The New Saudi Arabia

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Saudi Arabia seeks to attract $427bn with industrial program

Time: January 26, 2019

(Khalid Al-Falih, pictured earlier this month, said the Kingdom would announce projects worth SR70 billion. (File photo/Reuters)
  • The move is aimed at diversifying the economy away from oil and creating jobs
  • There are plans to announce projects in the military, chemicals and small businesses industries worth $50 billion

RIYADH: Saudi Arabia aims to attract private sector investments worth SR1.6 trillion ($427 billion) over the next decade through an industrial development program aimed at diversifying the economy, Energy Minister Khalid Al-Falih said on Saturday.
Investments will be made through the National Industrial Development and Logistics Program (NIDLP), one of the programs set out under Vision 2030, a wider reform strategy led by Crown Prince Mohammed bin Salman and intended to wean the economy off hydrocarbons and create jobs for Saudis.
Falih said the kingdom would on Monday announce projects worth 70 billion riyals that are “ready for negotiations” under the NIDLP to boost industry, mining, energy and logistics.
At a later stage, it plans to announce projects in the military, chemicals and small businesses industries worth $50 billion, he added without giving a timeframe.
“The (NIDLP) program targets 1.6 trillion Saudi riyals … it is quite ambitious but it is over a 10-year period so we have got the time to do it,” Falih told a press conference.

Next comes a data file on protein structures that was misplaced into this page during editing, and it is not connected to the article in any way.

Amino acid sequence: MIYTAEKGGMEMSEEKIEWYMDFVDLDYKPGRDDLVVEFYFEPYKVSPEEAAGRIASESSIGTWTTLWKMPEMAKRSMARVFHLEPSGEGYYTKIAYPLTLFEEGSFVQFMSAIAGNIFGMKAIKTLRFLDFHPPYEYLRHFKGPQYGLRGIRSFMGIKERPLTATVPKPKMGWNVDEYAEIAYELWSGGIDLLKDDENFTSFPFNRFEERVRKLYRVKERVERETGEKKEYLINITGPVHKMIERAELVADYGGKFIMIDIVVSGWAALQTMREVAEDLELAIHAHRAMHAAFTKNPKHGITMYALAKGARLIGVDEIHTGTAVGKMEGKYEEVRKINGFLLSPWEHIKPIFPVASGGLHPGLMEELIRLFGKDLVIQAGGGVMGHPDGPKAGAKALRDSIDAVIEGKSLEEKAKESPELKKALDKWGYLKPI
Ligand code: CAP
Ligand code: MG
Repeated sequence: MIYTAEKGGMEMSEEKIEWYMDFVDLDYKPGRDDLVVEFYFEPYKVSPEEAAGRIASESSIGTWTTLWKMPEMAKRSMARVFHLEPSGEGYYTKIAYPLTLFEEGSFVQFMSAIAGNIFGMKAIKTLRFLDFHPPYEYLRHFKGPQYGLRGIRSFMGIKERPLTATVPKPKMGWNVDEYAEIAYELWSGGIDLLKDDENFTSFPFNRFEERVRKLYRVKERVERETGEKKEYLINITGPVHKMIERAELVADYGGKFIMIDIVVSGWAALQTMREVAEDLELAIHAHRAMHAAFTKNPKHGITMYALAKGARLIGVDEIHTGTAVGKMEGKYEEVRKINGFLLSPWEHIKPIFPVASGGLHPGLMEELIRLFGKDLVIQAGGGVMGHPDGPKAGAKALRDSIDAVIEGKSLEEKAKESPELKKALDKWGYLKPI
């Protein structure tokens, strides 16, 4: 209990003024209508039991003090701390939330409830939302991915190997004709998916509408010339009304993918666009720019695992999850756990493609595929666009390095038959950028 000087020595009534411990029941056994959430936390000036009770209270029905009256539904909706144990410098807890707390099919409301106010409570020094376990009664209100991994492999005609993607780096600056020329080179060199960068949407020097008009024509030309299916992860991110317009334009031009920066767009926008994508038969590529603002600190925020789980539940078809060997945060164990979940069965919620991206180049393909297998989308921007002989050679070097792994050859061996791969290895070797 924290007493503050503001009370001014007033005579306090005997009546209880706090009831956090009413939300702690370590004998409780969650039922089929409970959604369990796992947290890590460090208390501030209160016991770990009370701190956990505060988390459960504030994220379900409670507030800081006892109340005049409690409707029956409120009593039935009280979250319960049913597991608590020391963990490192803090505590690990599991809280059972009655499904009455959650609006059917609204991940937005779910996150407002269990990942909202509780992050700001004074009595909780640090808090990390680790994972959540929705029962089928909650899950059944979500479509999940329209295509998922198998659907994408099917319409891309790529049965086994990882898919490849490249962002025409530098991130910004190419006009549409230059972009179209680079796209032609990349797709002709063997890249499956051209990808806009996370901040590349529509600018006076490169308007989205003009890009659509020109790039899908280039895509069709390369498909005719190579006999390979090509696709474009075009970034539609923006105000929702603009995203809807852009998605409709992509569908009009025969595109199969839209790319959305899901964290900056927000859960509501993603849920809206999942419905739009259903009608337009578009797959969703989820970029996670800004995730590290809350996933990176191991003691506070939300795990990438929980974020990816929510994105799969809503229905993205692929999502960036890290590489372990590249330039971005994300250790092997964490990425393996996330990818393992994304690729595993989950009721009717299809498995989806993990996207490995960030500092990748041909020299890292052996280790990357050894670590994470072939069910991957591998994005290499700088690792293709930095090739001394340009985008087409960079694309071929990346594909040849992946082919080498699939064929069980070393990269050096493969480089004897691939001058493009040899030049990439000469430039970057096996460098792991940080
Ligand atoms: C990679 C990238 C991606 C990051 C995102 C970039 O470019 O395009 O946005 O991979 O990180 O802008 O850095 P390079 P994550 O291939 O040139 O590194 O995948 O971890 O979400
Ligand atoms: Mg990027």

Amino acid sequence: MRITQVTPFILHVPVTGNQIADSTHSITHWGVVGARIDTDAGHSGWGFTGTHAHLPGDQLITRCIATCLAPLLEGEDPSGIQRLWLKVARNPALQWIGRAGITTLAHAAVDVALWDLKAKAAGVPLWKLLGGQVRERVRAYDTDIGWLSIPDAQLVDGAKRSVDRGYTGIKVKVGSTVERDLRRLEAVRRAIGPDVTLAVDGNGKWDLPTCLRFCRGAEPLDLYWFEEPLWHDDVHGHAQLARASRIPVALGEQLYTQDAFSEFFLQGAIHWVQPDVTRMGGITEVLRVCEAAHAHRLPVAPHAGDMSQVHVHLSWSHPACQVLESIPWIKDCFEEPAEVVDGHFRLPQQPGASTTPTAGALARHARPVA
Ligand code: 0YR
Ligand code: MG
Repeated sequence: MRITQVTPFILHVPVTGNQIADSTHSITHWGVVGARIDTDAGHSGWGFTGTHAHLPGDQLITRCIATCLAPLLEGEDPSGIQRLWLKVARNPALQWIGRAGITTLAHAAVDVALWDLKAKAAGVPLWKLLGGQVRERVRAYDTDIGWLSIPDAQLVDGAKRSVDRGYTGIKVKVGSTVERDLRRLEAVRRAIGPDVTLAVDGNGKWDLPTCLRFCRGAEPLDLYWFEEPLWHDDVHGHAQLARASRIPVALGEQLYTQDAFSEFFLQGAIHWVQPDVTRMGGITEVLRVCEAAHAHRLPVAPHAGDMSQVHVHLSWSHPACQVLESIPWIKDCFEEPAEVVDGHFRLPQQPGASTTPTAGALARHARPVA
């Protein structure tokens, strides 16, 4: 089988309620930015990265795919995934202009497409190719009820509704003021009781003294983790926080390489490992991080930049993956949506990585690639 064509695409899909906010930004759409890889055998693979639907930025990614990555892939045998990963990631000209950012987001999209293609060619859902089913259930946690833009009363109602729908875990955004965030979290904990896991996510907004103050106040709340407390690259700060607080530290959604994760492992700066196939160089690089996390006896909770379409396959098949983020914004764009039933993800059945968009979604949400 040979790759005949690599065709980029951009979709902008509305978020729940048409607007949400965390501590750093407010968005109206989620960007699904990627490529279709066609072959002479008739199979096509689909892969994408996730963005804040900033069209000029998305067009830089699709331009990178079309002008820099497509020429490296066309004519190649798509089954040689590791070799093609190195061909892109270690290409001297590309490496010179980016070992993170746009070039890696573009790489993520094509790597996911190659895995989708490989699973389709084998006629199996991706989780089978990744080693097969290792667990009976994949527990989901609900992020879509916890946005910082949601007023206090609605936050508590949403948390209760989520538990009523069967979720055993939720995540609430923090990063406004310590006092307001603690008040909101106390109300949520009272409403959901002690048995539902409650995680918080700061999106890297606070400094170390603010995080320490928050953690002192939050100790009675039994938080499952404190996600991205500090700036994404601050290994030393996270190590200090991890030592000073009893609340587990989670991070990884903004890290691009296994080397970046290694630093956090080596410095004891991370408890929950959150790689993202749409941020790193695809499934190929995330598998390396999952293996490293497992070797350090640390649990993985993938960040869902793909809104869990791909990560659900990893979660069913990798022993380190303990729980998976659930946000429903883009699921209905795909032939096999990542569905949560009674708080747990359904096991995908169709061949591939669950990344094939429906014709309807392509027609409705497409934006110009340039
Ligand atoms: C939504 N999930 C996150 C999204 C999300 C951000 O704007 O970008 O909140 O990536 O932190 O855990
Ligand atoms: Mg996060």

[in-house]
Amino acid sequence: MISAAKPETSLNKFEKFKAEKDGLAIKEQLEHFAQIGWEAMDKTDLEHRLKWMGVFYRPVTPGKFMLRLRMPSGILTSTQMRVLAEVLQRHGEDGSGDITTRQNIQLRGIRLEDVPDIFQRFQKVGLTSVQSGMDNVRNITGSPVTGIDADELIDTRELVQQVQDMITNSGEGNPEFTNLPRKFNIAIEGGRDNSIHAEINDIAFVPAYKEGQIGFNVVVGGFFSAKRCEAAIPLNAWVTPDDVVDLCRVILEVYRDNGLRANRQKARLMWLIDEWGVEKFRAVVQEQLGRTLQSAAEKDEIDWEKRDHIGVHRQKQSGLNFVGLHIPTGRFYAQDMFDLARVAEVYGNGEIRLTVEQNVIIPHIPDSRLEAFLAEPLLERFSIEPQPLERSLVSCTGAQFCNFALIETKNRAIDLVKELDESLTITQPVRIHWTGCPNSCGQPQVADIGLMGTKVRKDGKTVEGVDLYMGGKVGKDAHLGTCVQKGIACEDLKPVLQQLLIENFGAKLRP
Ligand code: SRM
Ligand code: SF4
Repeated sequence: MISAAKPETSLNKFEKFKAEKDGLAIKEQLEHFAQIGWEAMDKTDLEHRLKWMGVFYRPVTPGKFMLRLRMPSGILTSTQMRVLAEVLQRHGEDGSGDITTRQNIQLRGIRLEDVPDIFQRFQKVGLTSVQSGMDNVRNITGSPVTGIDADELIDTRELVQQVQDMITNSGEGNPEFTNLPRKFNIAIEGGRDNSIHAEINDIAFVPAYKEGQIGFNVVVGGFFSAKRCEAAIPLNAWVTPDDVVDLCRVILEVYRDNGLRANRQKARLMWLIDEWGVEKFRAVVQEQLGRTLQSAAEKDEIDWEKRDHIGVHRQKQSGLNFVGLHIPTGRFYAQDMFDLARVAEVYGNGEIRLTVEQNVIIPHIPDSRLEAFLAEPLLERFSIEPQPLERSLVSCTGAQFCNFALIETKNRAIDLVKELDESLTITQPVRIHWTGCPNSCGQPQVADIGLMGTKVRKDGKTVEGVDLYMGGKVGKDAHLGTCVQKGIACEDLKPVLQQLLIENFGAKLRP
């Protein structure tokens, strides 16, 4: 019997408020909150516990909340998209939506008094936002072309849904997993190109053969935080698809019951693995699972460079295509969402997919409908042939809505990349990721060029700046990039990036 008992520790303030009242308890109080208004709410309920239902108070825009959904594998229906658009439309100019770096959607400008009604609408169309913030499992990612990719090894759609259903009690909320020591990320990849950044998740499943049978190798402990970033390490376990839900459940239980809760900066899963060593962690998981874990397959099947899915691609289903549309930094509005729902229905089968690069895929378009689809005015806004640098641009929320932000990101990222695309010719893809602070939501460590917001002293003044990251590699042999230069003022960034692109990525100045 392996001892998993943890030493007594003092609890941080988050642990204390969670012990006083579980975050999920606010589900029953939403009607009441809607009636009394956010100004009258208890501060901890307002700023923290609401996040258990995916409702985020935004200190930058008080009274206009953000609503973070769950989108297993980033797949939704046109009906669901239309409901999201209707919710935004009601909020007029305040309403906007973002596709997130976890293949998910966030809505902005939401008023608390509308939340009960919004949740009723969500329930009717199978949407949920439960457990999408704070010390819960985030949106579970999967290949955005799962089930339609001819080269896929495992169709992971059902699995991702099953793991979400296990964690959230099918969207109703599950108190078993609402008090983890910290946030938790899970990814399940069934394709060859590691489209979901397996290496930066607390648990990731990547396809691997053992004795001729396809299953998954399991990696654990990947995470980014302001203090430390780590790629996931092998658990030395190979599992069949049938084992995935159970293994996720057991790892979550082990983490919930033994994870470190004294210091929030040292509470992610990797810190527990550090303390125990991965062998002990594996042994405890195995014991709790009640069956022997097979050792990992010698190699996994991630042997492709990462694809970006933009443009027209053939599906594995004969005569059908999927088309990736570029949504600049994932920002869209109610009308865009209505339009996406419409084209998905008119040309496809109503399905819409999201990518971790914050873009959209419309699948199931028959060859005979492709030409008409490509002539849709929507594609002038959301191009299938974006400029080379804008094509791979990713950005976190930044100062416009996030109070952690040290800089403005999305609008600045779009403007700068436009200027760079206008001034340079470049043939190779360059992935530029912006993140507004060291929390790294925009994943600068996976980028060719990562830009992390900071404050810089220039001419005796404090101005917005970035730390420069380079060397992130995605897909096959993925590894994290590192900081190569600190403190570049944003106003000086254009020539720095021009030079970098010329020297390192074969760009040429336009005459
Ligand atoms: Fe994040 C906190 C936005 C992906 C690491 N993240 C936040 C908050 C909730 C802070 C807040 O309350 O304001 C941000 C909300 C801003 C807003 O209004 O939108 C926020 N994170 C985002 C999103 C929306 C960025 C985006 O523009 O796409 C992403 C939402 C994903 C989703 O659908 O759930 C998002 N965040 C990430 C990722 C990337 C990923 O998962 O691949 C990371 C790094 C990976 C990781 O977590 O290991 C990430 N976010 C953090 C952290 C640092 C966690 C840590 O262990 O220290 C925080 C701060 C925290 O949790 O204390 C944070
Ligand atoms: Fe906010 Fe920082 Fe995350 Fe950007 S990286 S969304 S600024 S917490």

The program will seek to raise money from both domestic and foreign investors.
“We will have a huge contribution from the private sector outside the kingdom, but we will leave the bigger share for the Saudi private sector,” Falih said.
The program will integrate the mining, industry and energy sectors, which Falih said were each vital to the kingdom’s plan to empower the private sector and make it the main driver for economic growth.
After decades of spending on development projects, the government has made attracting greater foreign investment a cornerstone of its Vision 2030 plan.
But foreign investors have been rattled in recent months by Saudi Arabia’s deteriorating relations with Western governments after the murder of journalist Jamal Khashoggi at the Saudi consulate in Istanbul in October.
Transport Minister Nabeel Al-Amudi told the press conference that NIDLP would launch 60 initiatives in the logistics sector, including five new airports and 2,000 km of railways, and aims to attract more than 135 billion riyals of investments.